Transportation

Behind the Worker Revolt at American Airlines


Mary Oswald, an American Eagle flight attendant, demonstrates with others outside American Airlines Terminal 3 at O'Hare International Airport in Chicago, Illinois

Photograph by Daniel Acker/Bloomberg

Mary Oswald, an American Eagle flight attendant, demonstrates with others outside American Airlines Terminal 3 at O'Hare International Airport in Chicago, Illinois

American Airlines employees on Friday staged what could be called a workers’ revolt, announcing proposed labor contracts with US Airways Group (LCC), the airline that would like to buy American out of bankruptcy.

Three unions representing a total of 48,000 pilots, flight attendants, and mechanics at American parent AMR “have agreed to terms that would govern collective bargaining agreements for their members at the merged airline,” US Airways Chief Executive Officer Doug Parker said in a letter to his employees. (A US Airways spokeswoman said Parker was not available Friday for comment.)

US Airways has been huddling with bankers for months, mapping out how to acquire its larger Texas-based rival, enhancing its own challenged route network, and furthering industry consolidation in one stroke. In essence, Parker’s team has offered American’s work force a sweeter deal than anything they will see in the bankruptcy reorganization. American had previously announced 13,000 job cuts and wants other changes that would depress pay; on April 18 it said it will dismiss 1,200 more non-union workers. In his letter, Parker said the merged airline would need to lay off only 6,800 unionized workers.

Beyond the pressure the unions have exerted on AMR’s management, the US Airways talks serve as a forceful notice that American employees are fed up and actively seeking new management. Years of concessions, negotiations, and public sniping—all while the airline lost money and shrunk its network—have boiled over into full rebellion, with American workers seeking to replace their bosses.

The president of American’s pilots’ union, the Allied Pilots Association, alluded to this in his Friday letter to pilots. “Working with US Airways, APA was able to achieve in just over a week far more than we had been able to achieve in more than five years of trying to bargain with AMR management,” APA President Dave Bates wrote. “Our interaction with US Airways was in stark contrast to what we have been experiencing with AMR. We dealt directly with the people whose jobs are to run an airline.” In a video to her members, Laura Glading, president of the Association of Professional Flight Attendants (APFA) said the agreement “puts flight attendants in a far better position than any proposal American Airlines management has ever made.”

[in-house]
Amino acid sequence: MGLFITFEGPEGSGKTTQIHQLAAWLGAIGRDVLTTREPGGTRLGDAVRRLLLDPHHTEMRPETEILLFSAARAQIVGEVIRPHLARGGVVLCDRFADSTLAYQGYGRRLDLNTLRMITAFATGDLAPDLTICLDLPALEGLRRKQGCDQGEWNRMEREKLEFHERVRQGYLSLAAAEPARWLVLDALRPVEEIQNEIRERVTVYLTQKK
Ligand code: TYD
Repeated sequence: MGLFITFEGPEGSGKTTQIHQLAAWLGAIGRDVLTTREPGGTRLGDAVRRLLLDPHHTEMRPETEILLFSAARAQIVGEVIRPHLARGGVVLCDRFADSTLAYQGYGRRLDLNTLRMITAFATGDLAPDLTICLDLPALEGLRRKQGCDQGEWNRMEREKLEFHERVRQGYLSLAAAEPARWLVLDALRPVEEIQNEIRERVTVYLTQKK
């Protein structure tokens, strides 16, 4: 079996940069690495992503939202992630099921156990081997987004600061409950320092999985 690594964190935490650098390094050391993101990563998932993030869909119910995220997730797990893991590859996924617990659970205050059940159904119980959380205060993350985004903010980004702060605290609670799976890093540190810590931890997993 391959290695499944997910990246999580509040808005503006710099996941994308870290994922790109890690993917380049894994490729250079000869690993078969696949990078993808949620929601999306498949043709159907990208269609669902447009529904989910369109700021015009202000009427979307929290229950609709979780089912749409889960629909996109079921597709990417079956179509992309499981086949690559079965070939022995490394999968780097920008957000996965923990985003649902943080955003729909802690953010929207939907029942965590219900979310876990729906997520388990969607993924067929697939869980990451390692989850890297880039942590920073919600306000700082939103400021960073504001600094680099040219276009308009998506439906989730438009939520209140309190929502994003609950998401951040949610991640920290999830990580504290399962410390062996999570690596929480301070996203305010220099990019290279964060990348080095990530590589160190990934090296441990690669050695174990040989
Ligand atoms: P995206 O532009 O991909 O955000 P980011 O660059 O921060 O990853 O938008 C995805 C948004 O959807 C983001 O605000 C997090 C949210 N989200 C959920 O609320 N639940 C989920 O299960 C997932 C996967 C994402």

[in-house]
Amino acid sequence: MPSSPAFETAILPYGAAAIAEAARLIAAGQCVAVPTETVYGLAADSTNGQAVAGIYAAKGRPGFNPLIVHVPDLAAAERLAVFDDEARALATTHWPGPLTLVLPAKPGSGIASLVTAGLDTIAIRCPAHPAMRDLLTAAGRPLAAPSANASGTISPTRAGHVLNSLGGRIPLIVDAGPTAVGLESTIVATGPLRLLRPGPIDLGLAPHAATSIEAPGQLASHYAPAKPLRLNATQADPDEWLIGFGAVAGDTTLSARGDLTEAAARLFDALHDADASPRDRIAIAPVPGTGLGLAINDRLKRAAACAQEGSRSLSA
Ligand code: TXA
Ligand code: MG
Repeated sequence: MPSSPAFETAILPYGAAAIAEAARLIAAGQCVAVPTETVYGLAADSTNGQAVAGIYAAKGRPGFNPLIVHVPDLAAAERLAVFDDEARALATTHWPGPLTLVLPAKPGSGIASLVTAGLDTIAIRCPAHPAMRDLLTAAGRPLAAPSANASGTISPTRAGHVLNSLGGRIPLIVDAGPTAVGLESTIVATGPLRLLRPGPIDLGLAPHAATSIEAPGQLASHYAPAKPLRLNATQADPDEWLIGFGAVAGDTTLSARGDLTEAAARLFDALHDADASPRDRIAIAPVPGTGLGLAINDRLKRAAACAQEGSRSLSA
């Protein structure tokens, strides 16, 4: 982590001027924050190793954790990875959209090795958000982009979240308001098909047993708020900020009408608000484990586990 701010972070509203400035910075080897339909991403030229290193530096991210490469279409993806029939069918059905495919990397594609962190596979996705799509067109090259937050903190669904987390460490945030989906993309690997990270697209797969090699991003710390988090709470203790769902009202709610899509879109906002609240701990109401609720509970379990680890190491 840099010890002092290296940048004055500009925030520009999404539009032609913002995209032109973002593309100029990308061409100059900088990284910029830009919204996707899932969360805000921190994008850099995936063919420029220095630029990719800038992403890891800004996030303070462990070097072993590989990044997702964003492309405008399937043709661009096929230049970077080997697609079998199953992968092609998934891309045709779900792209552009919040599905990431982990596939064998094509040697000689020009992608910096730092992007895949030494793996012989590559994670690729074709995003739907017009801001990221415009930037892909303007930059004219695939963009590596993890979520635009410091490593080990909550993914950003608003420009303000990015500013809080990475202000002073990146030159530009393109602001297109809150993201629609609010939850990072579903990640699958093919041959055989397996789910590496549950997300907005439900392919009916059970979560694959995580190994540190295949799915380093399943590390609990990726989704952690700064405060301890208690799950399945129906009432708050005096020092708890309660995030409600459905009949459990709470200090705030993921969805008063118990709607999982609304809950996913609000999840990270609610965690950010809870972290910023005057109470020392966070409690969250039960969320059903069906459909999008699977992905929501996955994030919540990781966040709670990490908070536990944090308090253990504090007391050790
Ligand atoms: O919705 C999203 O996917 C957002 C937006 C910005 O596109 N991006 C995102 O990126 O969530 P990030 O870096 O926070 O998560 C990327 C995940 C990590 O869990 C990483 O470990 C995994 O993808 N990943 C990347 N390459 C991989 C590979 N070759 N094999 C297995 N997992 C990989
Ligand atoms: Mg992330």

In a statement, American said its effort to reject union contracts begins in court on April 23 and that it considers the timing of the unions’ statements “no coincidence.” The company noted that the court has given it exclusivity until Sept. 28 to pursue its own reorganization independently. “These statements do not in any way alter the company’s commitment to pursue our business plan or our focus on moving steadily through the court supervised restructuring process to create a profitable, growing industry leader,” American said.

Bates also wrote that a merged airline would be called American and retain its headquarters near Dallas/Fort Worth International Airport, both of which are likely to be critical issues if any merger goes forward. “The offer to keep the American Airlines brand with HQ in Dallas, likely a key growth market for the combined company, should also go a long way to appease concerned regulators like Senator Hutchison (R-TX), for one,” Wolfe Trahan analyst Hunter Keay wrote in a note to clients Friday. “An AMR/LCC merger makes too much sense not to happen, in our view.” Analysts generally like the idea because of American’s weak position on the East Coast, where US Airways has two hubs, and because of American’s international network and alliances, both areas where US Airways falls short of rivals.

Despite the unions’ support, however, US Airways does not enter this mergers-and-acquisitions fray with a strong record. In January 2007, Parker’s team dropped a failed bid for Delta Air Lines (DAL) during that airline’s bankruptcy because it did not have support from Delta employees. In its prior bankruptcy shopping spree, in mid-2005, the current airline was created when the former America West purchased the larger US Airways after that airline filed for Chapter 11 in both 2003 and 2004. US Airways workers have litigated for much of the past seven years, unable to reach contract terms.

So while American’s workers may be livid, Parker will confront a key question from American’s creditors and the court: Just how generous does he expect he can be while still running a competitive airline? Is it a realistic offer, or one shaped to win over a key ally in American’s bankruptcy? After all, the two biggest airlines in the world—United (UAL) and Delta—now financially perform, in part, because they made deep cuts during their own bankruptcy cases. A few cuts here and there, a skeptic could say, will not make a healthy airline.

For its part, that may be American executives’ best argument in holding off Parker—and their own employees.

Bachman is an associate editor for Businessweek.com.

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